• The elevator performed well, itsmachinery less complex than the twoinboard elevators, requiring about 20per cent fewer man-hours of mainte-nance. Capt. Duncan recommendedthat consideration be given using twodeck edge elevators, one on each side.B U A E R, in forwarding the recom-mendation to BUSHIPS, offered anotheradvantage for consideration: a con-ventional elevator suffering a casualtywhile in the down position wouldleave a large hole in the flight deckwhile the deck edge type would causeonly minor and non-critical loss offlight deck area.

    BUSHIPS, obviously pleased with theoperational performance of the newelevatorthe first of its kindre-luctantly turned down the recom-mendation, however. The Bureaunoted that the addition of a star-board deck-edge elevator would notpermit an Essex class aircraft carrierto transit the Panama Canal. Anyother location for a second such ele-vator would involve structural andarrangement changes too extensive tobe considered.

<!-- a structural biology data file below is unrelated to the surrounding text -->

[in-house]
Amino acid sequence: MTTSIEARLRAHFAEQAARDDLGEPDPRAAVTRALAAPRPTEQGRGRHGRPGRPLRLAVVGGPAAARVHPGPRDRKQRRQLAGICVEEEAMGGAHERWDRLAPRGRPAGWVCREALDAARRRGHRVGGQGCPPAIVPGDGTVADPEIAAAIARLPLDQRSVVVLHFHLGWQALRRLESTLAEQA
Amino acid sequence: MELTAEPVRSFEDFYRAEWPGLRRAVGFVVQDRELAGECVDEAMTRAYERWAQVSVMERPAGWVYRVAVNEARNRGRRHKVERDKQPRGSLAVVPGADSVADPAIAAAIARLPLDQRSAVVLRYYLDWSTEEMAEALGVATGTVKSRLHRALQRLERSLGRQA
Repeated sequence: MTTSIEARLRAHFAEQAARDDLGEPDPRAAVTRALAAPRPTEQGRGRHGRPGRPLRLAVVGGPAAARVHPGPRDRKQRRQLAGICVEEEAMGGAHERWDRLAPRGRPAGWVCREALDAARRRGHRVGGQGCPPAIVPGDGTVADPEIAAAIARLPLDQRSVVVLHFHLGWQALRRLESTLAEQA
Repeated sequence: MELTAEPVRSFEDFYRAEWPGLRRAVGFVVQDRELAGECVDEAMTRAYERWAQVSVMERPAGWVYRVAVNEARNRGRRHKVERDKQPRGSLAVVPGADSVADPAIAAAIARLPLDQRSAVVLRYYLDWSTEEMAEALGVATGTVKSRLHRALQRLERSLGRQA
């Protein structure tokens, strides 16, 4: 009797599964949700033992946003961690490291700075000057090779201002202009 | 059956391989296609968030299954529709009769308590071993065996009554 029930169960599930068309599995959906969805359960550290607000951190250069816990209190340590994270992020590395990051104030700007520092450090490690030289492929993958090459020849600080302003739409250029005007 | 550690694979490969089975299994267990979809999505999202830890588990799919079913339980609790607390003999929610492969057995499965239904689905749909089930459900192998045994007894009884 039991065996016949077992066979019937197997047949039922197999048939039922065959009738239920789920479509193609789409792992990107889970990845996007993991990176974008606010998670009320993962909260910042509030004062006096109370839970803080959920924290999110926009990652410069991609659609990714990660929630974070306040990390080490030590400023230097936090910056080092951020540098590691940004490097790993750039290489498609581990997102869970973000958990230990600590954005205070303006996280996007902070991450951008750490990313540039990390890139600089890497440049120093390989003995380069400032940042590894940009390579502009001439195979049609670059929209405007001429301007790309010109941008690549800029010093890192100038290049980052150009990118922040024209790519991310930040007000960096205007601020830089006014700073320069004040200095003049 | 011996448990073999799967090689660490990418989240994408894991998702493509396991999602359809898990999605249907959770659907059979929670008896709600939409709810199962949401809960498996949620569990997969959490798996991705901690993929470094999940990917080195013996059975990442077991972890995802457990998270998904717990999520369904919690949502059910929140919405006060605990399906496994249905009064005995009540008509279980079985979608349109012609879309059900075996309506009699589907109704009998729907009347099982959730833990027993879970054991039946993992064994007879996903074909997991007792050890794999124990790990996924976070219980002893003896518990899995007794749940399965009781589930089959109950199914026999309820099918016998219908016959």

On April 28, 1941, keel for the USSEssex was laid at Newport News Ship-b u i l d i n g a n d D r y D o c k C o . O nOctober 2, the following year, herprospective commanding officer filedhis first weekly progress- and readinessreport to the Chief of Naval Oper-ations. He noted that there wasmarked speed-up of work on the shipduring the preceding month and esti-mated that the ship would probablybe delivered on February 1, 1942.

    There are certain items that havebeen authorized for installation on theCV-9-19 class carrier, he said, butwill not be accomplished on this vessel

    USS YORKTOWN (CV-10) was third Essex com-missioned, sponsored by Mrs. F. D. Roosevelt.

    prior to delivery. The ship waslaunched July 31, 1942.

    RAdm. Walter S. Anderson, presi-dent of the dock trials and inspectionteam of CV-9 on December 23, 1942,noted a few of these discrepancies inhis report:

    Due to late authorization of anumber of changes arising out ofrecent war experiences, the volume ofuncompleted hull work was greaterthan normal. . . . The Board regretsthat the catapults for this vessel werenot delivered in time for installation,as military value of the vessel wouldbe much improved thereby. . . . Onlythe starboard flight deck track wasinstalled . . . . This class of c